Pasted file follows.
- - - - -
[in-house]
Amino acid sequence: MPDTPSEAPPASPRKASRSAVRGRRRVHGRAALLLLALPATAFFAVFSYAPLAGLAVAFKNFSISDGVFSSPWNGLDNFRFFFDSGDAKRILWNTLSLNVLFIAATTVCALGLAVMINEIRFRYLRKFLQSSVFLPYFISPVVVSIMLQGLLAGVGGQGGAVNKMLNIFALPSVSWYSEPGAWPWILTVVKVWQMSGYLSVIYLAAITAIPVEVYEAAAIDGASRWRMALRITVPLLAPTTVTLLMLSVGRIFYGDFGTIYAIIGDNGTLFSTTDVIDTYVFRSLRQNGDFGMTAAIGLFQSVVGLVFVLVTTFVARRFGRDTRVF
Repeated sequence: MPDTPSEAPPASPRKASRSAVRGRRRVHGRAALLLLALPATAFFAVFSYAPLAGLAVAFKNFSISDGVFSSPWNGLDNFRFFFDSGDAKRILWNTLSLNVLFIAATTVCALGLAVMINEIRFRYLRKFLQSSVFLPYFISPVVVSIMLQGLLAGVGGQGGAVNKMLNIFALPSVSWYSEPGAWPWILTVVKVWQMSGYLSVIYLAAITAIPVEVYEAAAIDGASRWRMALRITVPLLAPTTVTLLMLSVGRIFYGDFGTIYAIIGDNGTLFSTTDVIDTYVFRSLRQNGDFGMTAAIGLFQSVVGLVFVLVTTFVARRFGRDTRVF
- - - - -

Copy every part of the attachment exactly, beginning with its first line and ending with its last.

[in-house]
Amino acid sequence: MPDTPSEAPPASPRKASRSAVRGRRRVHGRAALLLLALPATAFFAVFSYAPLAGLAVAFKNFSISDGVFSSPWNGLDNFRFFFDSGDAKRILWNTLSLNVLFIAATTVCALGLAVMINEIRFRYLRKFLQSSVFLPYFISPVVVSIMLQGLLAGVGGQGGAVNKMLNIFALPSVSWYSEPGAWPWILTVVKVWQMSGYLSVIYLAAITAIPVEVYEAAAIDGASRWRMALRITVPLLAPTTVTLLMLSVGRIFYGDFGTIYAIIGDNGTLFSTTDVIDTYVFRSLRQNGDFGMTAAIGLFQSVVGLVFVLVTTFVARRFGRDTRVF
Repeated sequence: MPDTPSEAPPASPRKASRSAVRGRRRVHGRAALLLLALPATAFFAVFSYAPLAGLAVAFKNFSISDGVFSSPWNGLDNFRFFFDSGDAKRILWNTLSLNVLFIAATTVCALGLAVMINEIRFRYLRKFLQSSVFLPYFISPVVVSIMLQGLLAGVGGQGGAVNKMLNIFALPSVSWYSEPGAWPWILTVVKVWQMSGYLSVIYLAAITAIPVEVYEAAAIDGASRWRMALRITVPLLAPTTVTLLMLSVGRIFYGDFGTIYAIIGDNGTLFSTTDVIDTYVFRSLRQNGDFGMTAAIGLFQSVVGLVFVLVTTFVARRFGRDTRVF